This is the second post in a five part blog series, "Peacebuilding: A Way to End Violence Against Women in El Salvador".

Gustavo Gutiérrez, “father of Liberation Theology,” created the term God’s ‘preferential option for the poor’ using it as a working theological assumption for praxis. He wrote, “My book is a love letter to God, to the Church, and to the people to which I belong. Love remains alive, but it grows deeper and changes its manner of expression.”[1] The poorest of the poor has since included women in varying stages of oppression around the world including Salvadoran women.

Abuse, prejudice, and discrimination continue to destroy the hearts and lives of El Salvadoran women and remains a most serious moral, political, and theological problem that needs to be addressed - by all. No one can encounter the personal accounts of violence done to these women - and similarly women around the world for that matter - without grieving with them over the daily tragedies of partner abuse, exploitation of young girls working as “maids,” machismo oppression, and the demeaning reality of a sexual double standard in an overtly macho culture. Violence done to men by colonizers and by systemic power structures, that spread over centuries of colonization of El Salvador by a series of imperial forces, began by the Spaniards, succeeded by Britain and the United States afterward, and the consequent decades of military repression that followed the wide-span insurrection in El Salvador, does not justify the violence being done to women as it continues today.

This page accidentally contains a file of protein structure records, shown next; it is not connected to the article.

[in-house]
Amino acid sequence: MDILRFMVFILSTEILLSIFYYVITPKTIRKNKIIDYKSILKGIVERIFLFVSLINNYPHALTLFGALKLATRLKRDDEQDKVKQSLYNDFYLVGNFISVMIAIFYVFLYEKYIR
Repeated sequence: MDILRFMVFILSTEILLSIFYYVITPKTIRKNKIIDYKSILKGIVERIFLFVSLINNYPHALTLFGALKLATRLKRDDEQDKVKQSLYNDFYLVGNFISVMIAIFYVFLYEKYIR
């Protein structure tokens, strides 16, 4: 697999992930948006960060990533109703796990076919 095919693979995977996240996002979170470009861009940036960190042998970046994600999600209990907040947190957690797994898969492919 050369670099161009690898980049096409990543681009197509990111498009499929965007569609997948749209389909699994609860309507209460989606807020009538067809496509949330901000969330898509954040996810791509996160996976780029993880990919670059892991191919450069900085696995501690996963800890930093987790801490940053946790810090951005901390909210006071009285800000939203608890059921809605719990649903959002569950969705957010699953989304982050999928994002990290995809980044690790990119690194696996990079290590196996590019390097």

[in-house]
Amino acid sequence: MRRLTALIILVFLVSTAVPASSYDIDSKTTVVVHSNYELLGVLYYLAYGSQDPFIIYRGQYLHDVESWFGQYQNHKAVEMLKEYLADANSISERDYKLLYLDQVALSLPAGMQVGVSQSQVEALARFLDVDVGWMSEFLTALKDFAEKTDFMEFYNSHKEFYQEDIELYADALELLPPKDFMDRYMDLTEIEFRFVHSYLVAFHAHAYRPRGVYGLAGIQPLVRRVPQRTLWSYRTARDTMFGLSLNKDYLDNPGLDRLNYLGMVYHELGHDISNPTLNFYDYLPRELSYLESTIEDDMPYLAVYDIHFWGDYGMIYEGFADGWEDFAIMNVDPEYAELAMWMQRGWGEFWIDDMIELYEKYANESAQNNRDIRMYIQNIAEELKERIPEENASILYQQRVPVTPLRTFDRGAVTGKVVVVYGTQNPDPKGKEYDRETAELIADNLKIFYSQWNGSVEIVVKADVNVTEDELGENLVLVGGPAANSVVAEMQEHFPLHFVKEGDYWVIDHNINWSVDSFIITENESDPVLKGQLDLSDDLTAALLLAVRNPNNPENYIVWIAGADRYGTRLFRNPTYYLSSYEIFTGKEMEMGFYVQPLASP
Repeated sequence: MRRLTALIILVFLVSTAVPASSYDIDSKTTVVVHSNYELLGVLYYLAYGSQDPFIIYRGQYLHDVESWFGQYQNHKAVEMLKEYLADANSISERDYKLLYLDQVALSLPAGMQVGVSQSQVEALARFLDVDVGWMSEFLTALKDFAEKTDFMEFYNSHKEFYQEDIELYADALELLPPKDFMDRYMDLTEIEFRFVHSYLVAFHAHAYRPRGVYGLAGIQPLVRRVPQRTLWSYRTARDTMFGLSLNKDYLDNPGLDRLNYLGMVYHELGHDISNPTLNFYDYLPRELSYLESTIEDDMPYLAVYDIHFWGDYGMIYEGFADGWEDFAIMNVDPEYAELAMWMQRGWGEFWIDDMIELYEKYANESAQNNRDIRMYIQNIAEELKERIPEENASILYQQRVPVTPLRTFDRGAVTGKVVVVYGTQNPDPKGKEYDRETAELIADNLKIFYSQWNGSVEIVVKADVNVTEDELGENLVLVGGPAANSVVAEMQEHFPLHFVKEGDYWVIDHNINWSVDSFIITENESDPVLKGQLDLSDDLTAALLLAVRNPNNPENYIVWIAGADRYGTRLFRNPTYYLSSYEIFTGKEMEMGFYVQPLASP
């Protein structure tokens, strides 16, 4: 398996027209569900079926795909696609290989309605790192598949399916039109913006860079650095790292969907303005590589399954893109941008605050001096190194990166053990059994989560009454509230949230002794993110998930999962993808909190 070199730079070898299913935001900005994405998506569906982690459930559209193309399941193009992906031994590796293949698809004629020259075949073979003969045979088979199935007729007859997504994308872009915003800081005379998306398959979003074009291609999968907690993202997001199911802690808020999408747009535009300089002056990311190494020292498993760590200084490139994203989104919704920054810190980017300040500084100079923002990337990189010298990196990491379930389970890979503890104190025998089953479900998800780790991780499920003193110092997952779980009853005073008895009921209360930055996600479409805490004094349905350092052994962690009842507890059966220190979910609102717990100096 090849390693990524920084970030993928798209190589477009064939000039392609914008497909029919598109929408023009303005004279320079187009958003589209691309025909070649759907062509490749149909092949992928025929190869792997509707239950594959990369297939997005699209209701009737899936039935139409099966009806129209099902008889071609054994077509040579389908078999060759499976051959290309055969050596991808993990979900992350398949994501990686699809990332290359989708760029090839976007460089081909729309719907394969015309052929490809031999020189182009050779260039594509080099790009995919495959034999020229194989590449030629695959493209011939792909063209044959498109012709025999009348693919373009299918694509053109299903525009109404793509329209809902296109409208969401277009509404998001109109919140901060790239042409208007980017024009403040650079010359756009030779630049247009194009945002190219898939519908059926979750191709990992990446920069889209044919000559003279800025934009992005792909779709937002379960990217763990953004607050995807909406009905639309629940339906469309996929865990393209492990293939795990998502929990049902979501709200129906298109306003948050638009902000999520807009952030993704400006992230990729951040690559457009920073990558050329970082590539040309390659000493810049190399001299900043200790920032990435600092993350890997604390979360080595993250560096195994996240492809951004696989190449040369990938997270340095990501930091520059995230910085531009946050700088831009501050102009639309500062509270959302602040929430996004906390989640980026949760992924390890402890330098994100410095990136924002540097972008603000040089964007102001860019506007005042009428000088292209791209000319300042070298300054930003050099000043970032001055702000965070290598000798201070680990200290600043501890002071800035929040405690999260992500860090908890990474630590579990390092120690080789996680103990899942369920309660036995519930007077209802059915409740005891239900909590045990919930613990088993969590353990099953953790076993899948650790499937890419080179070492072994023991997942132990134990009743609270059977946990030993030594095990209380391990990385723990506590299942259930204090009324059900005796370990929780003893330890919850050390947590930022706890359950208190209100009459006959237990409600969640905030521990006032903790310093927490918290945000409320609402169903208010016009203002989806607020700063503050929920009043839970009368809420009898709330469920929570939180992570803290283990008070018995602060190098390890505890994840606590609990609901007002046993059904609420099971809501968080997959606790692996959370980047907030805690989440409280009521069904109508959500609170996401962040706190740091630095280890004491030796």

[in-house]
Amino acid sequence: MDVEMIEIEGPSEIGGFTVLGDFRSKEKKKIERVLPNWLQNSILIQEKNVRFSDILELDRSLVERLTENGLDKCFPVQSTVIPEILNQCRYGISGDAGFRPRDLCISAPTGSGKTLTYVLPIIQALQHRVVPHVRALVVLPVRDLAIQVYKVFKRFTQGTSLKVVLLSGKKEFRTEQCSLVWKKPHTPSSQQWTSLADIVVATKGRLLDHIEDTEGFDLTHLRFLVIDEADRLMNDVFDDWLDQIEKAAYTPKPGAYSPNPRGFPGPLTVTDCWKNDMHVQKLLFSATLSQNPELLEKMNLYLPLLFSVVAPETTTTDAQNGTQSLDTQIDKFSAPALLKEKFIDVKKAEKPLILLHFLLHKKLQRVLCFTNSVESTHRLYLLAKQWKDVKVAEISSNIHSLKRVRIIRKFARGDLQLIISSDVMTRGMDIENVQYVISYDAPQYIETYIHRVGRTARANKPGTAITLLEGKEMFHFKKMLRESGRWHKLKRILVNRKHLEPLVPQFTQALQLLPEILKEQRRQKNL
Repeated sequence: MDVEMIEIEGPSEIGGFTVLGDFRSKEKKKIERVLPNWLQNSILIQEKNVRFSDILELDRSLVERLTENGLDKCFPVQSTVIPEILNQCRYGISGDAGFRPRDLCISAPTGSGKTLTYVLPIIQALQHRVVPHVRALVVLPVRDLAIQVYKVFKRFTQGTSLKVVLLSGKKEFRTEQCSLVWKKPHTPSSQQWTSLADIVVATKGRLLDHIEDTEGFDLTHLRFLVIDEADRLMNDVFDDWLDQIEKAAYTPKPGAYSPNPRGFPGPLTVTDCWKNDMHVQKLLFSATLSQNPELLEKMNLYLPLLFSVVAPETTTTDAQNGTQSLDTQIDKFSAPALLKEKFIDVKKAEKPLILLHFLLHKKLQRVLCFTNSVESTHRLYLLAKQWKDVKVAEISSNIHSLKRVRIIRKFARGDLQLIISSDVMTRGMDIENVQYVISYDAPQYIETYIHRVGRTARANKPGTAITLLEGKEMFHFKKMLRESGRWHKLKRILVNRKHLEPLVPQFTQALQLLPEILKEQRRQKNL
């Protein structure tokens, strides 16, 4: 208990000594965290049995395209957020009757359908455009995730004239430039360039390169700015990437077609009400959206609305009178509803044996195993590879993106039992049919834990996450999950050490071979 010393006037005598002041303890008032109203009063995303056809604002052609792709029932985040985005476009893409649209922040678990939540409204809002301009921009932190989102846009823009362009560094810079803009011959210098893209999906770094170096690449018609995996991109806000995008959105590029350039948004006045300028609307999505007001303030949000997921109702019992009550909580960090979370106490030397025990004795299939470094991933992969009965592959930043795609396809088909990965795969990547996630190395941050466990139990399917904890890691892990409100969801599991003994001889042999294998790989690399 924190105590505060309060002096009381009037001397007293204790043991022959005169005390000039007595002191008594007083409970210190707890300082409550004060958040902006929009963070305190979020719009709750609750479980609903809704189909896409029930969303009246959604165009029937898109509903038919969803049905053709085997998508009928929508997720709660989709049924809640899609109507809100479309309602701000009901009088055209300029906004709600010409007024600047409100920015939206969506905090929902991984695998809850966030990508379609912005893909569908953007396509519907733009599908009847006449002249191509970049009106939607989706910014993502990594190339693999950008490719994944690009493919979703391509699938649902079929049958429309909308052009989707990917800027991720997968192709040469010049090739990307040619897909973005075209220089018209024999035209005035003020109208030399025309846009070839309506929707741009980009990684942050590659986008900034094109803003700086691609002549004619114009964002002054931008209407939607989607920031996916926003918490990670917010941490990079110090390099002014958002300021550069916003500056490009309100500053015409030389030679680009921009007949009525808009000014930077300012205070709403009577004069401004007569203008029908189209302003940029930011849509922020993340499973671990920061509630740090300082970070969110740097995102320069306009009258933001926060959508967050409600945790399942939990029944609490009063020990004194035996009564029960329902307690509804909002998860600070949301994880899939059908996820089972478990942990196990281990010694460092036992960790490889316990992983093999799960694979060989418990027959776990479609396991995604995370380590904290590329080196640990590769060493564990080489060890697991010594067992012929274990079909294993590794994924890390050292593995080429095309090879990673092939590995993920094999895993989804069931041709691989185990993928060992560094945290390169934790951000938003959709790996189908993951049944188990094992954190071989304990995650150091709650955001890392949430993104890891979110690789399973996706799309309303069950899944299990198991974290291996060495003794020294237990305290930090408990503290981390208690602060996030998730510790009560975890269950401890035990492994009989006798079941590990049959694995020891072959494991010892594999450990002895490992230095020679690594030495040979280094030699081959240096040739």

The energy for a particularly Salvadoran perspective, that is inextricably linked with the experiences of abused women in El Salvador with women from other places of the world, calls us to witness women who are continually being oppressed for centuries. It calls for us to see the multidimensionality of poverty and see women as ‘the poor’ and marginalized people - nevertheless loved by God and by all of creation.


[1] Gustavo Gutiérrez, Teología de la liberación (Lima, Perú: Centro de Estudios y Publicaciónes, 1971), translated by Caridad Inda and John Eagleson as A Theology of Liberation: History, Politics, and Salvation (Maryknoll, NY: Orbis Books, 1973; reprint, 15th Anniversary Edition, Maryknoll, NY: Orbis Books, 1988), xlvi (italics added); hereafter cited: A Theology of Liberation.